Although the application is a batch process, the mixer's drum rotates continuously, with the internal mixing flights tumbling, folding, cutting and turning the material in a multi-directional manner throughout the filling, mixing and discharging phases, achieving 100 percent batch uniformity in less than three minutes, and preventing the separation of ingredients of varying bulk densities and particle sizes and shapes.
'The blender's ability to gently tumble the materials yet mix them homogeneously is vital to the mix,' added Boone. 'We need homogeneity for uniform product in the bags and to ensure the product properly performs for customers.
'But we also need coarse material in a mix,' continued Boone. 'Rock and stone can be up to one-half inch in size, (12.7 mm), which achieves the necessary end product strength not always possible with finer sized particles. Additionally, some types of bottom ash can be friable, which means it can be easily crushed. The vertical shaft mixers we investigated had big plows, also mixing in a horizontal direction, but with a force that might crush the ash material. A rotary drum mixer seemed to offer both the thorough and gentle mixing action we needed.'
After three minutes of mixing time, the discharge gate opens and the internal flights elevate the material and direct it through the gate as the drum rotates, fully discharging the batch with no residual into a 100 cu-ft (12.7 cu-m), 9,000 lb (4082 kg) capacity surge bin located below the mixer.
The surge bin holds blended material until a sensor on the bagging equipment signals a door on the bin bottom to open, discharging material onto a flexible belt conveyor that leads to a bagging machine with a capacity of 10 to 12 bags/minute. Charah is the only company in the country to package cement mixtures in plastic two-handled bags rather than paper bags. Plastic virtually eliminates common problems of paper packaging, such as dust and breakage. 'We believe that plastic packaging is the way of the future,' adds Boone. 'As bagging technology improves we expect our bagging rate to increase.'
Within seconds of the previous batch's discharge from the mixer, a subsequent batch of aggregate and powdered ingredients, which were being weigh batched during the mixing cycle, are released into the rotary batch mixer. 'We don't need to shut off between batches,' said Boone. 'The mixed batches exit the drum so cleanly, there is no cleanup or prepping of the mixer required between batches, so there are no delays between batches. This enables us to run about ten batches an hour.'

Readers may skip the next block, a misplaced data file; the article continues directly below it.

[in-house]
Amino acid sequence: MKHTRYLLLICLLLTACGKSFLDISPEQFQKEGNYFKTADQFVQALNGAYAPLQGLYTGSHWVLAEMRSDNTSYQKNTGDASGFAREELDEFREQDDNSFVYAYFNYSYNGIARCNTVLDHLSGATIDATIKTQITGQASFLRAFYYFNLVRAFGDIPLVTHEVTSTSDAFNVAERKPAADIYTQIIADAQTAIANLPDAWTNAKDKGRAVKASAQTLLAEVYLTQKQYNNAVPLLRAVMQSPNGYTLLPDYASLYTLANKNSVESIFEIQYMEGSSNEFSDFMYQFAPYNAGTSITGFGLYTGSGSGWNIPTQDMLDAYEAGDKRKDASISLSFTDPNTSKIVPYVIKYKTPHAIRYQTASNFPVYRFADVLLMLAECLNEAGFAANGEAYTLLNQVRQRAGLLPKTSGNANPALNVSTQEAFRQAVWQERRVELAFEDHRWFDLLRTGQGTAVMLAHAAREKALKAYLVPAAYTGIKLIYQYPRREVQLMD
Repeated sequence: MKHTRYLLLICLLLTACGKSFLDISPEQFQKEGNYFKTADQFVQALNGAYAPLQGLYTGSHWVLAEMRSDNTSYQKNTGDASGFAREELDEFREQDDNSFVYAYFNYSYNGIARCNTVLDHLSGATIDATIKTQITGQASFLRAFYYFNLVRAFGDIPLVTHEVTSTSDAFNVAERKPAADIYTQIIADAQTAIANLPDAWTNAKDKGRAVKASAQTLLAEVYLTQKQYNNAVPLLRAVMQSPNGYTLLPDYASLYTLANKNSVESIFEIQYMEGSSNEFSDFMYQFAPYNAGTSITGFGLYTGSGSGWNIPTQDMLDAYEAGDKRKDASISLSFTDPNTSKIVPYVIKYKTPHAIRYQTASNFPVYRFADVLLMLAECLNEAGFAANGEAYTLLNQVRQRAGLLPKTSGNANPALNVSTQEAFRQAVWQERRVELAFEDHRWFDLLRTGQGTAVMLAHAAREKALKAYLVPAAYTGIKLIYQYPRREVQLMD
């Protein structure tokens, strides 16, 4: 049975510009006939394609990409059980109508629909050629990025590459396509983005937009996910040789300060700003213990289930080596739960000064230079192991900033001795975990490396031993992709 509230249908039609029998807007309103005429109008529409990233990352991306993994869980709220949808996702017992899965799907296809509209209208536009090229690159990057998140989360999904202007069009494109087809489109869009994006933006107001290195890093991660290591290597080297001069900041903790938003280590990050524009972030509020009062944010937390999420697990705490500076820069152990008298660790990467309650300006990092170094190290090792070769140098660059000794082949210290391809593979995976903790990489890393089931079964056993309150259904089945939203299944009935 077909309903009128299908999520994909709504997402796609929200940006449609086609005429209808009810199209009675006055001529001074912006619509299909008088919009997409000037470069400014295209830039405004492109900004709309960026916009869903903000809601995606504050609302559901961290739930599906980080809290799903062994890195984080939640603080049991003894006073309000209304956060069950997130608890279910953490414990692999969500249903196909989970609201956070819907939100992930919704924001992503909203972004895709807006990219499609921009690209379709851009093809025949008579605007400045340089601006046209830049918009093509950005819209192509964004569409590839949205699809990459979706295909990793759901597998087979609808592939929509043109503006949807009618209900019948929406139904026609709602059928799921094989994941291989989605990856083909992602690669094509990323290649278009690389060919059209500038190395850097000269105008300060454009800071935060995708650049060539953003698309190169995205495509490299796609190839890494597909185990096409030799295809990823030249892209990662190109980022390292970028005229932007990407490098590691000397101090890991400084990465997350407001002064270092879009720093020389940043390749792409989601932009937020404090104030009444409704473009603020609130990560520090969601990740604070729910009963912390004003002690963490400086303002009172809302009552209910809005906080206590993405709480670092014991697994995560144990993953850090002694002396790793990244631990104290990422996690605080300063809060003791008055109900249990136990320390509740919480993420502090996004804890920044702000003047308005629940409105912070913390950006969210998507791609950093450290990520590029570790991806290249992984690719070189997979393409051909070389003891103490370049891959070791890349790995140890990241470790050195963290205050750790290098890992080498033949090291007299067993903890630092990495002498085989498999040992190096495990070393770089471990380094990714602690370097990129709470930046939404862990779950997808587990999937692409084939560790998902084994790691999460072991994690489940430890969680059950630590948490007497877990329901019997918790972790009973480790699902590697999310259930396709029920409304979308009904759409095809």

Since wash down is unnecessary, the mixer never needs to dry. 'This feature was also critical to us,' said Boone, 'because the last thing we want in is moisture, which will start hydrating the cement. Other mixers usually mention washout doors and cleanout doors, which I do not routinely need. I have a dry product and want to avoid the possibility of moisture entering equipment, so I liked the fact that the mixer moves all material out at discharge.'
Tumbling action prevents degradation, saves energy
Unlike stationary blenders whose agitators are forced through the material throughout relatively long cycle times, Rotary Batch Mixers create a gentle tumbling action over short cycle times, with two outcomes: product degradation is virtually eliminated, and power consumption is greatly reduced. Charah's mixer requires only a 15 hp (11.2 kW) motor to mix 6,800 lbs. (3084 kg) batches, less than one-third of the power required with stationary blenders of equivalent capacity. 'Because our profitability numbers were going to be tight,' said Boone, 'we found the electrical savings of a 15 horsepower (11.2 kW) motor versus two 30 horsepower (22.4 kW) motors found on other blenders pretty significant.'
The rock and stone comprising concrete mixes are abrasive materials that will gouge, dent and scratch surfaces. To reduce wear all product contact surfaces are constructed of abrasion resistant AR235 steel. Depending on the material mixed and the cycle times, flights and baffles can last from 3 to 5 years before replacement. The flights and baffles are bolted to brackets welded to the drum wall, allowing rapid replacement.
After operating the Munson rotary batch mixer for one year at the Emporia facility, Charah has ordered a second one for its new Midwest facility, which is currently under construction.